Friends of Minidoka Raising Funds to Rebuild Baseball Field

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Baseball played a key role in sustaining the 13,000 Nikkei who were incarcerated at Hunt Camp, officially named the Minidoka War Relocation Center, from 1942 to 1945.

Baseball played a key role in sustaining the 13,000 Nikkei who were incarcerated at Hunt Camp, officially named the Minidoka War Relocation Center, from 1942 to 1945.

Friends of Minidoka is partnering with the National Park Service to rebuild a historic baseball field at the World War II Japanese American incarceration site.

The crowdfunding campaign for this project will end on Saturday, May 7.

From October 1942 to August 1945, Minidoka housed over 13,000 incarcerees of Japanese descent, originally from Washington, Oregon, Alaska, and California. Officially designated the Minidoka War Relocation Center, it was locally known as the Hunt Camp.

Many of the residents — youth, adults, male and female — played baseball or softball on one of the 14 fields throughout the camp. For the 120,000 Nikkei (Japanese American citizens and legal resident aliens) incarcerated across the country, baseball and softball helped bring a sense of normalcy into their lives. Baseball served as a glue to bring people together and provided bridges to communities beyond the barbed-wire fences. After the war, many former incarcerees have continued to exclaim, “Baseball saved us.”

Friends of Minidoka and NPS are bringing volunteers together to rebuild one of Minidoka’s fields in a single day. All are invited to Minidoka National Historic Site for the “Field- in-a-Day” on May 28. The day’s events will include building and installing the field structures: backstop, two scoreboards, two player benches and two bleachers; applying field markings; installing bases; installing a wayside interpretive panel and donor plaque; and creating accessibility paths to the field.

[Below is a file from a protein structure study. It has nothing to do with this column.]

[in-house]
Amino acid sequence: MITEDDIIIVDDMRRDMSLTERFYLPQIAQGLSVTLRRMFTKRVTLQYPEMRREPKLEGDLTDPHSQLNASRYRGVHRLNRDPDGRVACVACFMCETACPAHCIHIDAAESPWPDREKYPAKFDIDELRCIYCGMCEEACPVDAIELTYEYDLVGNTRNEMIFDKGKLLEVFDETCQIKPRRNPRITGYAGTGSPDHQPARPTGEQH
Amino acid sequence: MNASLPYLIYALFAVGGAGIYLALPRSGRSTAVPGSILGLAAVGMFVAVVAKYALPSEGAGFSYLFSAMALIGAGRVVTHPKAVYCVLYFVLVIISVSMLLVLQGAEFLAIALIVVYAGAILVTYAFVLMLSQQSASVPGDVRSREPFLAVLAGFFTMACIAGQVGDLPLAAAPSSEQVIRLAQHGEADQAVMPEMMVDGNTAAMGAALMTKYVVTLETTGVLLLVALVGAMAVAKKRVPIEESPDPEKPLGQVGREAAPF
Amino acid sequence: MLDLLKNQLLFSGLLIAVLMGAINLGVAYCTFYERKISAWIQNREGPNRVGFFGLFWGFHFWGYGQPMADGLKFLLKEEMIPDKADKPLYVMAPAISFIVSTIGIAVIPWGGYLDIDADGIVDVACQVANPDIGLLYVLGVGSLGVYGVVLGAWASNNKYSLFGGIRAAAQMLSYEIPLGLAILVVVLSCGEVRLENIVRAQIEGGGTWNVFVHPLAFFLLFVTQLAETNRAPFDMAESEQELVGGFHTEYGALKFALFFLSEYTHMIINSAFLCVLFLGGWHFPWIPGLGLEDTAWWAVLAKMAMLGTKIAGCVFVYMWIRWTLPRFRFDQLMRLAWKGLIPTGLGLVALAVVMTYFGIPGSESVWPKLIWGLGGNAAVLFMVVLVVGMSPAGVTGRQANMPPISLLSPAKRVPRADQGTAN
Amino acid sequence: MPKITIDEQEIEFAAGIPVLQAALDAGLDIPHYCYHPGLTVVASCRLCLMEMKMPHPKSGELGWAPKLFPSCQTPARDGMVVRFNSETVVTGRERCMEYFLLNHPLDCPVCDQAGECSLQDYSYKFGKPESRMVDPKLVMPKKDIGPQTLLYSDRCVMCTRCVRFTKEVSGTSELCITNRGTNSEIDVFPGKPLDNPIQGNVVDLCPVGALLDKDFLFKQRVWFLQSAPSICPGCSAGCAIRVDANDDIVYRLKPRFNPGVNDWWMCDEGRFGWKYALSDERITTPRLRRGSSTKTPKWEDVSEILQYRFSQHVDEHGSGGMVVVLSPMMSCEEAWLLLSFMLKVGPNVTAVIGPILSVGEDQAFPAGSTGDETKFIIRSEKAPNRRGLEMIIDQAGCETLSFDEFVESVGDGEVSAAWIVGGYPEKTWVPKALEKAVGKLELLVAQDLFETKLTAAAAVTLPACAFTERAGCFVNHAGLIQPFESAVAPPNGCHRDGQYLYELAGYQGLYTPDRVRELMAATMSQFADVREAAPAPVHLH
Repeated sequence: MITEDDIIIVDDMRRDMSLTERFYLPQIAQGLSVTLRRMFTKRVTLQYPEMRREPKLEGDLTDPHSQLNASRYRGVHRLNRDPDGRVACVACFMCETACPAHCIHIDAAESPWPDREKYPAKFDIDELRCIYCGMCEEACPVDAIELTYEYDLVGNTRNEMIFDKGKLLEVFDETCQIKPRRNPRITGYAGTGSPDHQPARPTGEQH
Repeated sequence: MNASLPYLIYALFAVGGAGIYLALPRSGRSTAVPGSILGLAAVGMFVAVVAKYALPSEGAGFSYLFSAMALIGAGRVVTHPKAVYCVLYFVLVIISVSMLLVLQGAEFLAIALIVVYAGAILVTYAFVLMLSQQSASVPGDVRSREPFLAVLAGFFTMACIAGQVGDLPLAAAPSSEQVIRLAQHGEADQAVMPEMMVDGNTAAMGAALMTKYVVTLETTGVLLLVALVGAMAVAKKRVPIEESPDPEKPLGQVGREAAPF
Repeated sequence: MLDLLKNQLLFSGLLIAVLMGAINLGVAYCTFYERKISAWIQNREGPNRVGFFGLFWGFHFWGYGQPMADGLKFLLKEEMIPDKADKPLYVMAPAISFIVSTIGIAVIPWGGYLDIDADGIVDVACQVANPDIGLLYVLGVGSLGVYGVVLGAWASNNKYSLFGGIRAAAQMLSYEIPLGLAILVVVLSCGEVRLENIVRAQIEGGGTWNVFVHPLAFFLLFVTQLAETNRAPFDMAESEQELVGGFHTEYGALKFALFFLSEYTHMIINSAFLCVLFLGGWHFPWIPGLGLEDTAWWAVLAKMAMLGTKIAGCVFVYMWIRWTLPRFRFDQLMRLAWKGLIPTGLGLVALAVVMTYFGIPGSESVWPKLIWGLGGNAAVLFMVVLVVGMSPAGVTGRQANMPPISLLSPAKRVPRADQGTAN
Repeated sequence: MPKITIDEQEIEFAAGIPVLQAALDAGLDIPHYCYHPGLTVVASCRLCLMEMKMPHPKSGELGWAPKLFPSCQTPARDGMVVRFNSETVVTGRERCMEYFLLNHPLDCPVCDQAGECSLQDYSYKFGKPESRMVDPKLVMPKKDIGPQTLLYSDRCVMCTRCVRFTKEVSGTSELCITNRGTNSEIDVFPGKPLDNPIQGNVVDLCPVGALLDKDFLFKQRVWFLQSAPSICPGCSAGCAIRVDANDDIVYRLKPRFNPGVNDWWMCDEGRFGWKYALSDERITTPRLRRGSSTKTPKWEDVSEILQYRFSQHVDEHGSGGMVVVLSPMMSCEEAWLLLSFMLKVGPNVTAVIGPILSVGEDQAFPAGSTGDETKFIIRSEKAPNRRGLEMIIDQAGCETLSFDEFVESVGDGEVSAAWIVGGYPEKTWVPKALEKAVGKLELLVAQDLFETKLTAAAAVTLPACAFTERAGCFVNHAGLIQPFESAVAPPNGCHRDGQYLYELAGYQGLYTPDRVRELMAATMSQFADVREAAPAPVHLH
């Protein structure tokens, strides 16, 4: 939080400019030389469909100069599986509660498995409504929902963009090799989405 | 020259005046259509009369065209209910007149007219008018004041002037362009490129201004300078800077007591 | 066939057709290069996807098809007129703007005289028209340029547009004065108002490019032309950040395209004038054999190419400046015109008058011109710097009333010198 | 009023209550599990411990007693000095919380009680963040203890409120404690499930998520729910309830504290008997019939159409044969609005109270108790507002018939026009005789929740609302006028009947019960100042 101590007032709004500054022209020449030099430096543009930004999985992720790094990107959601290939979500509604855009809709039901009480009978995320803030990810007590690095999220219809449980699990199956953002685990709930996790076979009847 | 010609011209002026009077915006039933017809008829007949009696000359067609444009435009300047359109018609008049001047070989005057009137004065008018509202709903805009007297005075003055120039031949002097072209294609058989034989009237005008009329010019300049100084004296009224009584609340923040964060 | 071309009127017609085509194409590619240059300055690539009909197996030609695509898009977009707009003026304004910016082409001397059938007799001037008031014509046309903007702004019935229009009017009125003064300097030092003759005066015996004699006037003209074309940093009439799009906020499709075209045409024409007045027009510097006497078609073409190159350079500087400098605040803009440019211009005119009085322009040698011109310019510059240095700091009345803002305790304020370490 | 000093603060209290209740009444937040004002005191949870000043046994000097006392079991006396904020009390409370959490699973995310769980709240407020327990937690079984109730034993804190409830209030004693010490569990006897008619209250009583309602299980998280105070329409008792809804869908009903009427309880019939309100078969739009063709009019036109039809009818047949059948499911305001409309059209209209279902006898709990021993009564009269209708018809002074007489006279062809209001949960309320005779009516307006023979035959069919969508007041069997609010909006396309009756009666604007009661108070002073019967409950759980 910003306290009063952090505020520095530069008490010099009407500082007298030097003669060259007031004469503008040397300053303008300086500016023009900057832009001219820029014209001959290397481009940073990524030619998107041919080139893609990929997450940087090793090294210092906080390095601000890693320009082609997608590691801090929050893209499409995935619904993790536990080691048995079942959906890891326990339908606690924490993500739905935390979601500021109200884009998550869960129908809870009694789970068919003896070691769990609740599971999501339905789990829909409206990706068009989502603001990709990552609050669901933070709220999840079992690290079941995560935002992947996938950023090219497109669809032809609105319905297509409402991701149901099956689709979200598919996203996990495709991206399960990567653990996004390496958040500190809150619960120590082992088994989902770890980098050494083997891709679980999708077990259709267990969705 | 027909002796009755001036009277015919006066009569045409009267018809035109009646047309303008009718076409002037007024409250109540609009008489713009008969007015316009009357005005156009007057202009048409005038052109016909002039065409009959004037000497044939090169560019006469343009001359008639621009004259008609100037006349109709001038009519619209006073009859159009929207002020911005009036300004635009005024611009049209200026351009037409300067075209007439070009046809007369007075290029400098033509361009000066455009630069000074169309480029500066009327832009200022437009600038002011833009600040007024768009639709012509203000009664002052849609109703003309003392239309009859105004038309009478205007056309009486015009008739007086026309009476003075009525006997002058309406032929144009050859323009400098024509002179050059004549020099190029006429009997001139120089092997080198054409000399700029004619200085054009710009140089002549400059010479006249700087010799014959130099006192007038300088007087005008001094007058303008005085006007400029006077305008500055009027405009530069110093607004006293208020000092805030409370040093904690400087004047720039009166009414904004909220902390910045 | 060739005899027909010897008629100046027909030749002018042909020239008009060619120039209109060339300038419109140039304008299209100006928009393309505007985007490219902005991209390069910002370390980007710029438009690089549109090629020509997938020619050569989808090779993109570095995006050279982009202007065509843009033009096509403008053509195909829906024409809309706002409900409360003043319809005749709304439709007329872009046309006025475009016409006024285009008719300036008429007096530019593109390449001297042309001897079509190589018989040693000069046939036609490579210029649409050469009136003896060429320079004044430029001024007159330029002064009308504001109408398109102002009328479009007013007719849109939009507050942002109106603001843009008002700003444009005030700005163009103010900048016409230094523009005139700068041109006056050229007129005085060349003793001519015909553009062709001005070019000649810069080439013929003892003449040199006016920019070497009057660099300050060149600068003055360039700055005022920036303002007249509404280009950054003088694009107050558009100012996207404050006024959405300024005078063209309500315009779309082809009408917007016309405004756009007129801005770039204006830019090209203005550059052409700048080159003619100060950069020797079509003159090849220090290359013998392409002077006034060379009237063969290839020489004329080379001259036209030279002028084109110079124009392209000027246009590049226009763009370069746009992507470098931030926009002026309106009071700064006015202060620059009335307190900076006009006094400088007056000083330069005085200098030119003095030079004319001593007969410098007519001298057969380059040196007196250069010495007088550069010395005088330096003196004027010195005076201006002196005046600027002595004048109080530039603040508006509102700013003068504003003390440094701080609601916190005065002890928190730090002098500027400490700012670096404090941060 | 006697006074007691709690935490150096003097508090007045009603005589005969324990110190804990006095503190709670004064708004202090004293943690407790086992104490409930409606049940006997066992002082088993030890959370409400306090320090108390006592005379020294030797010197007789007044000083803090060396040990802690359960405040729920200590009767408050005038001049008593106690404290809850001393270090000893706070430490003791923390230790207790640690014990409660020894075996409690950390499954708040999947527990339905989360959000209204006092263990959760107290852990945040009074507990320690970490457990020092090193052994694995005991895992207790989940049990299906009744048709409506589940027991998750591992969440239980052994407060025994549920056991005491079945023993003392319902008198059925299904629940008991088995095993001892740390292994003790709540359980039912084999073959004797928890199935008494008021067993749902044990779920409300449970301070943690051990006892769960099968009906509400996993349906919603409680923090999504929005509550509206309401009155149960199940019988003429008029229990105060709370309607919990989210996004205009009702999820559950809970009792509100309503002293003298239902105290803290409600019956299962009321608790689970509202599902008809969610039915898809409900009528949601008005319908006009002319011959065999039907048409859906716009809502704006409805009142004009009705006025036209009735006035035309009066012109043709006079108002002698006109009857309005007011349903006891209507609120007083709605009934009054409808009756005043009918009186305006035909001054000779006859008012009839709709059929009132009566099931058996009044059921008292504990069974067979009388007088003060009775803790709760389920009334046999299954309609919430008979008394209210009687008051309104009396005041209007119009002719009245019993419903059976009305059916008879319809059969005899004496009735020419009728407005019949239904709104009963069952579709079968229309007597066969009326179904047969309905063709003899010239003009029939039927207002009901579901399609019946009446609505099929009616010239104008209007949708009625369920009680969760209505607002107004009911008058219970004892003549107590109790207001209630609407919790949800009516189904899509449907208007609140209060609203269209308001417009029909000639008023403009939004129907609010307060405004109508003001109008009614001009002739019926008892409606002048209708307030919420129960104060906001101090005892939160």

To make a donation, search “Minidoka” at the Generosity website, www.generosity.com. As of Wednesday, $1,460 has been raised by 18 people in 30 days.

Every donor has the option to receive recognition and a piece of Field-in-a-Day memorabilia as described online. Your contribution will allow volunteers to preserve this integral element of the Minidoka story, and further the cause of educating the public on the importance of safeguarding American civil liberties.

Friends of Minidoka is also seeking donations of materials for the scoreboard, backstop, benches, and bleachers; used baseballs, bats, gloves, and other equipment for future community use of the field; and World War II-era baseball equipment for educational use at Minidoka National Historic Site.

If you would like to donate materials, sponsor a field element, or sign up as a volunteer on May 28, email Friends of Minidoka at [email protected] or Minidoka National Historic Site at [email protected] You may mail donations to Friends of Minidoka, P.O. Box 1085, Twin Falls, ID 83303. Indicate that donations are for Field-in-a-Day.

Donations will be used to build the baseball field and its supporting structures, and to support both the Field-in-a-Day event and the dedication of the field on June 26. Monies collected beyond the actual reconstruction of the field will be used to maintain the field in the future. The field will be open for use to visitors, school groups, and special events.

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